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'Decentralization and Local Democracy in the World' constitutes a global reference on decentralization by presenting the contemporary situation of local governments in all regions of the world. The report analyzes local authorities in each continent under three main themes: the evolution of territorial structures; responsibilities and power, management and finances; and local democracy. An additional chapter is dedicated to the governance of large metropolises, where rapid growth presents major challenges, in particular in the fast-developing countries of the South. This report also offers a comparative overview of the different realities concerning the state of decentralization, and how the basic indispensable mechansims for local democracy do, or do not exist in come countries. Relationships between the state and local authorities are evolving toward innovative forms of cooperation. In this context, the role of local authorities in the development of global policies is increasingly recognized. The first Global Observatory on Local Democracy and Decentralization (GOLD) Report is one of the main products of United Cities and Local Governments (UCLG). The GOLD Report is the first of what will be a triennial publication. UCLG represents and defends the interests of local governments on the world stage, regardless of the size of the communities they serve. Headquartered in Barcelona, the organization's stated mission is: To be the united voice and world advocate of democratic local self-government, promoting its values, objectives and interests, through cooperation between local governments, and within the wider international community.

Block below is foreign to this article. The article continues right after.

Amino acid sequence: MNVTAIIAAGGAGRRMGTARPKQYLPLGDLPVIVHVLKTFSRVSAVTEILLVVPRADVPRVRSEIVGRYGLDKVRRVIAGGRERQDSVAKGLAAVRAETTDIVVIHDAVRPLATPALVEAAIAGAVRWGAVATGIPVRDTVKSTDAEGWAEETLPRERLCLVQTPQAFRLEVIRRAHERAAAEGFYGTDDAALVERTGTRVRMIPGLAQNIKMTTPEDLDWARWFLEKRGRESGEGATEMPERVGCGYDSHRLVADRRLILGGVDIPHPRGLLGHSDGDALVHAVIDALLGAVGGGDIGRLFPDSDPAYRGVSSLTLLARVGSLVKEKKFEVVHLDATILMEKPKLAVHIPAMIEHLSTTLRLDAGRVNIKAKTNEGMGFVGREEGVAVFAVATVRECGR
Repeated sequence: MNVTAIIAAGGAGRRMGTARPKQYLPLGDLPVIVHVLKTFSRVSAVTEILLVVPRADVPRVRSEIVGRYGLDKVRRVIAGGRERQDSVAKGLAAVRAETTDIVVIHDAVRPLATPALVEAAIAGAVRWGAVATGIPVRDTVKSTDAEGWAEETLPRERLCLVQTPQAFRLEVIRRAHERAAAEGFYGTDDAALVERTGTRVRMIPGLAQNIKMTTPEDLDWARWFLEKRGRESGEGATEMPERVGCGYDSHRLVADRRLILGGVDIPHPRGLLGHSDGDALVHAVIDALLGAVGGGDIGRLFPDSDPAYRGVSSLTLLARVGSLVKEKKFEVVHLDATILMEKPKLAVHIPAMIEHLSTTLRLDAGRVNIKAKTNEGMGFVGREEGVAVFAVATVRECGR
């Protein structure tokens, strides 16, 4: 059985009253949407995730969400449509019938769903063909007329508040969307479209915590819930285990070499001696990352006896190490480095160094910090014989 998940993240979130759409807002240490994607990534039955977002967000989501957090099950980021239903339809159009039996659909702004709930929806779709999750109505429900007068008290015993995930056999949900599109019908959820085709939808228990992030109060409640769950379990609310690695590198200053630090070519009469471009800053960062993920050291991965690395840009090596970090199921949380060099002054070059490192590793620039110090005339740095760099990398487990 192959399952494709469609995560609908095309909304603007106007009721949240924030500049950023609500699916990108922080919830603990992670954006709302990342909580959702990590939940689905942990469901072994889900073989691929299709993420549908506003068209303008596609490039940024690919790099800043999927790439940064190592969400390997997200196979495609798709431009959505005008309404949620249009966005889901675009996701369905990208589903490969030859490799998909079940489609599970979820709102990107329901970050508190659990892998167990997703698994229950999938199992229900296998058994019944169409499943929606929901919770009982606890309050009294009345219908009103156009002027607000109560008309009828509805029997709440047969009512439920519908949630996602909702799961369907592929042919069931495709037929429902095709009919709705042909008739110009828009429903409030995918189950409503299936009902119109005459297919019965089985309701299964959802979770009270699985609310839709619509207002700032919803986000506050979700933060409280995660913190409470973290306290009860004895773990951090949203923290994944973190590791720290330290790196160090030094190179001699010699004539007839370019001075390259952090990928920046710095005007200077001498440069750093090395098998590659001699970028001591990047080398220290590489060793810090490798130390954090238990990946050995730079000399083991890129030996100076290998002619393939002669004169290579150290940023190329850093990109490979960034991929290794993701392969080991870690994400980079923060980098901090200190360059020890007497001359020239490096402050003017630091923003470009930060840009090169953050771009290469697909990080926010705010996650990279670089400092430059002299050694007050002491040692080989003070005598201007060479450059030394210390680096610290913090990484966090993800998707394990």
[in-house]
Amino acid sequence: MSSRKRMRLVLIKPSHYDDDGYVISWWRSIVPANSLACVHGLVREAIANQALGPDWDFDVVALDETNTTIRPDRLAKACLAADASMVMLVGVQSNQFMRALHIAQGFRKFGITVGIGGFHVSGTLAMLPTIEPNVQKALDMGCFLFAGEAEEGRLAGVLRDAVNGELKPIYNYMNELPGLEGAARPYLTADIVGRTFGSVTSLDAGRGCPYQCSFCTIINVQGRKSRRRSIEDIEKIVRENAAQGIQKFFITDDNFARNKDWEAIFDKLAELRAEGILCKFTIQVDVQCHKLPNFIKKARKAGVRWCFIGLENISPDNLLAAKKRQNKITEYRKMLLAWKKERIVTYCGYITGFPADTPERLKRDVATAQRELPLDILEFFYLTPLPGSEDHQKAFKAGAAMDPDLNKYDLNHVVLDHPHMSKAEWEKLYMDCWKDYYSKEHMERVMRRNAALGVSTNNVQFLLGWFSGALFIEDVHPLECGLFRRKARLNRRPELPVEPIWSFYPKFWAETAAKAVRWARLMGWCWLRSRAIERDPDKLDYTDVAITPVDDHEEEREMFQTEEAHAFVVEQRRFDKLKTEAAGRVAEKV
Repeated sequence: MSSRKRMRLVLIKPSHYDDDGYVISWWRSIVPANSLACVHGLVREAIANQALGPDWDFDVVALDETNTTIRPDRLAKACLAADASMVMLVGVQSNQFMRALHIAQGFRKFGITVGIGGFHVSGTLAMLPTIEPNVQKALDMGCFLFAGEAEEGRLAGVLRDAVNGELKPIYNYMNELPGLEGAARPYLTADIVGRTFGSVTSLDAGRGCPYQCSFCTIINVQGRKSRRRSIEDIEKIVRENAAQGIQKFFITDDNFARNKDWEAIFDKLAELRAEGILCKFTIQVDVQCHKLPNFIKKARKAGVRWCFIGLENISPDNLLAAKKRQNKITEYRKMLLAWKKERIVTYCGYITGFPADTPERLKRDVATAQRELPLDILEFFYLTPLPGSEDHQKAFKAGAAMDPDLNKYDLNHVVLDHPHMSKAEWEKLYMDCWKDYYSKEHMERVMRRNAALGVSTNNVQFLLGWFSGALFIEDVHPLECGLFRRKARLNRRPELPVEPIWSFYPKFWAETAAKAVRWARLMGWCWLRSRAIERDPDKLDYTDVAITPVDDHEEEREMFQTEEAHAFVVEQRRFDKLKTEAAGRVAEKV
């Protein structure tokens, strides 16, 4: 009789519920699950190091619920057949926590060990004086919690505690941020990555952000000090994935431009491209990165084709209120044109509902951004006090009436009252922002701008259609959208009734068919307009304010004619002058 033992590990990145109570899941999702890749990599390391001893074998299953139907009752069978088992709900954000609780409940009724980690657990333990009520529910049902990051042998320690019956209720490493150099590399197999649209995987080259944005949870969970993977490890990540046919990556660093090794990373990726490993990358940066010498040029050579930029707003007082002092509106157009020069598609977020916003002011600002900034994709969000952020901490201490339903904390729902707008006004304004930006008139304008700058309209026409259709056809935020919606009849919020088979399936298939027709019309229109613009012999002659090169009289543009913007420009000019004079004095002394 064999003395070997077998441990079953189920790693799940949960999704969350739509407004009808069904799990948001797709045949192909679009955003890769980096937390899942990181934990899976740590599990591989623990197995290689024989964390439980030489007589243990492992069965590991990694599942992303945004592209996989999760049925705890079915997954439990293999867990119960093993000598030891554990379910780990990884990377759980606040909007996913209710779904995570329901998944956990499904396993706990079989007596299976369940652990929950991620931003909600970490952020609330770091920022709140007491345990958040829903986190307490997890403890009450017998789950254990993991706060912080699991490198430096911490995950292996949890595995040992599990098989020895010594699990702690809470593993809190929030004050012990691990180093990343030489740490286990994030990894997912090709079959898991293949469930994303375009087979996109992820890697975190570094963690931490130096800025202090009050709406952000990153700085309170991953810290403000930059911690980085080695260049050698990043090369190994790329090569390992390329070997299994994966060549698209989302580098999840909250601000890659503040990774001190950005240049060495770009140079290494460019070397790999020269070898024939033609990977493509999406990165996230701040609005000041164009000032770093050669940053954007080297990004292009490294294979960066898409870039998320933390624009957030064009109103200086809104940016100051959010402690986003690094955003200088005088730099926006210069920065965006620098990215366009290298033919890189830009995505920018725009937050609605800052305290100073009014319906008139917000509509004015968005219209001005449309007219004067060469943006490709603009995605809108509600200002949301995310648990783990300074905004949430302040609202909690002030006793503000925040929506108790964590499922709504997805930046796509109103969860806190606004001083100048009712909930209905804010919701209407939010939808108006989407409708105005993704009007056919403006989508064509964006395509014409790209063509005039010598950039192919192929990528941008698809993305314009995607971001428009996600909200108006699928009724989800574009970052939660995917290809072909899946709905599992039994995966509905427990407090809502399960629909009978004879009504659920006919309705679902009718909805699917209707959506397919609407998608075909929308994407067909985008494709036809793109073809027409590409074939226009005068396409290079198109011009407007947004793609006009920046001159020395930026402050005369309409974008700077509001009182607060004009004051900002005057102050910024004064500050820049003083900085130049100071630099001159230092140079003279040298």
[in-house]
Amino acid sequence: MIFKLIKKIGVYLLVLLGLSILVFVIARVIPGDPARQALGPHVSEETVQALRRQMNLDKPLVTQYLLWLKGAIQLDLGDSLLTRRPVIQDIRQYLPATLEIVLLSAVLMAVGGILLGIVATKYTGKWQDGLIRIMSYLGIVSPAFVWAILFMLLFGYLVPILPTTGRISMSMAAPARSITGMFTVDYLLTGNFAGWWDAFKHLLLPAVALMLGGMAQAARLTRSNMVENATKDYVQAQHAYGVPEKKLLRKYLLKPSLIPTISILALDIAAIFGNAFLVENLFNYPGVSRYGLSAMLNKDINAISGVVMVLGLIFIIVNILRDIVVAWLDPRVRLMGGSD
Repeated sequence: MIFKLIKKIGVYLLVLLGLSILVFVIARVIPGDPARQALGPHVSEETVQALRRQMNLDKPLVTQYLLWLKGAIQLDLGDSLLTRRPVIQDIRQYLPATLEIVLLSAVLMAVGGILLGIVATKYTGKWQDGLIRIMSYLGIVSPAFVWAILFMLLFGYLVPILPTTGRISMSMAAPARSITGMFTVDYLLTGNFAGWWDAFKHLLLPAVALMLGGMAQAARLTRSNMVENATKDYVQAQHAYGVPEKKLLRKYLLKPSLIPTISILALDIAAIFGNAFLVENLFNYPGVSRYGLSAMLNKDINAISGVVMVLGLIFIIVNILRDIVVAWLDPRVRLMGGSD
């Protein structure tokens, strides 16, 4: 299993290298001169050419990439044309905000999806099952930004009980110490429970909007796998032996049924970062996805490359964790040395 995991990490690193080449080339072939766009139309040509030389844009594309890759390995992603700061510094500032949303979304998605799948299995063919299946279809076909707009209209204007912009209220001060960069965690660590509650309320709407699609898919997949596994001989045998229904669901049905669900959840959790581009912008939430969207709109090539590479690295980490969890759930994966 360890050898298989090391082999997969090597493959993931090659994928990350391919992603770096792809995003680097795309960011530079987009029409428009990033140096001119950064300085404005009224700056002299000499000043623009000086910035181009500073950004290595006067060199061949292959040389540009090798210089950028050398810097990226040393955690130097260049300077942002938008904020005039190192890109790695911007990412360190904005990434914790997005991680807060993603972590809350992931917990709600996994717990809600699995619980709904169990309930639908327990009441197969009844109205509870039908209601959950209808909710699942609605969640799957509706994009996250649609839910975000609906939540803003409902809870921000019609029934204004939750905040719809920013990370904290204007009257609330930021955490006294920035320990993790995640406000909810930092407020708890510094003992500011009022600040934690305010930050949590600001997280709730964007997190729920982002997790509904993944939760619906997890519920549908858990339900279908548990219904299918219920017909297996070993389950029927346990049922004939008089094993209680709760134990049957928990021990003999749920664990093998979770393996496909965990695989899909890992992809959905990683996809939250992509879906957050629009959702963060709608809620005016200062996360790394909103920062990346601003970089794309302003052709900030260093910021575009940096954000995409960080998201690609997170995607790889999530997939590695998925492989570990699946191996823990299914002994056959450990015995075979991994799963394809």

Category: Political Science

The Future Of Democratic Equality

Author : Joseph M. Schwartz
ISBN : 9781135944537
Genre : Political Science
File Size : 22.61 MB